Have you been searching for a proper wearable device that monitors your heart while you work out? Wearable devices are becoming one of the most in-demand tech devices lately, and ones that monitor our health are increasing just as much. But many of those devices are still a bit obtrusive for some people. That’s because some heart monitors have to be used with a chest strap, which many women find uncomfortable when working out.
Then there’s also ones that you have to wear on your wrist that can get in the way if you’re running marathons or riding a bike. These are usually the most common ways lately to monitor heart rates. However, one company may soon take the wearable heart monitor to a more convenient place. And that literal place is your head.
The Smart Helmet
Despite the generic name, the Smart Helmet may change the game in wearable devices that track our health stats. It’s actually called the Smart Cycling Helmet to give a more specific use over running or walking. Regardless, because cycling is so fast-paced, other methods are simply becoming too burdensome by either fitting too tight or not tight enough.
This helmet promises to read your pulse through optical sensors. It gently picks up your heart rate from your forehead and sends the information to a processing unit located in the back of the helmet. Because it’s wireless, that information is then sent to any device or app you want.
The above is all done in real time so you can monitor your heart rate per minute while in the process of cycling. Even if a helmet sounds obtrusive on its own, the Smart Helmet company assures that it’s not. They give stats showing it only weighs 40 grams, which means it won’t feel like a weight on your head.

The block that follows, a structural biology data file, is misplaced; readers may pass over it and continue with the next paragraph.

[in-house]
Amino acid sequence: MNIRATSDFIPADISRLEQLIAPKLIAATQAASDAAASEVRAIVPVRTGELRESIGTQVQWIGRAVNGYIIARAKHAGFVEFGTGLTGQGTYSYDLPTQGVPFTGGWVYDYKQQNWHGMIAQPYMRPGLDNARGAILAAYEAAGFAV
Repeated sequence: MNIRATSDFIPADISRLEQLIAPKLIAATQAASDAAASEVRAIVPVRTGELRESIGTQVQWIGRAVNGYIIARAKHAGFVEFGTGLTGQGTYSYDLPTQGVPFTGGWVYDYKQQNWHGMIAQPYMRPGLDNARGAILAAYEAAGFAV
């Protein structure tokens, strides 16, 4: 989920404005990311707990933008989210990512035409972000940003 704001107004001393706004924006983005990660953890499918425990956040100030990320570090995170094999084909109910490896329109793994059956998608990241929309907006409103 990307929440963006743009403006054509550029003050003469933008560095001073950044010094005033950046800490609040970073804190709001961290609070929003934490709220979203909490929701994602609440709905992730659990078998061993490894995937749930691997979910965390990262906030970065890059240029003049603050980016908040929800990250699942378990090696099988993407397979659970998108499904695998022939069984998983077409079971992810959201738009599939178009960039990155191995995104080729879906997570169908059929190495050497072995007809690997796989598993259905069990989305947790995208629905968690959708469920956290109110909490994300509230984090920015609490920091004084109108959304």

It’s also weather resistant so you don’t have to worry about a massive rainstorm short-circuiting your tracking system. That’s already a step forward in Smart Helmet perhaps changing how tracking devices work in the future.
The Head as the Center of Wearable Devices
It seems more and more tech companies are coming to the realization that the head is the most convenient place for wearable devices. Will all wearable health-tracking devices eventually be designed as headgear? Because clothing and movement can obstruct (and perhaps even damage) wearable devices on other parts of the body, having it in helmet form may be the answer for the future.
That will likely change once tracking devices get to the point where they’re so small, they can be put on like a patch or bandage. With some early prototypes already being designed this way, we’ll likely be there soon.
In the meantime, because the head is the ground central control of our bodies, it’s likely going to keep getting the focus as much as Google Glass has.
As of this writing, a Smart Helmet can be purchased for $249 in both medium and large head sizes. It also has a generous 60-day return policy so you have plenty of time to decide its usefulness.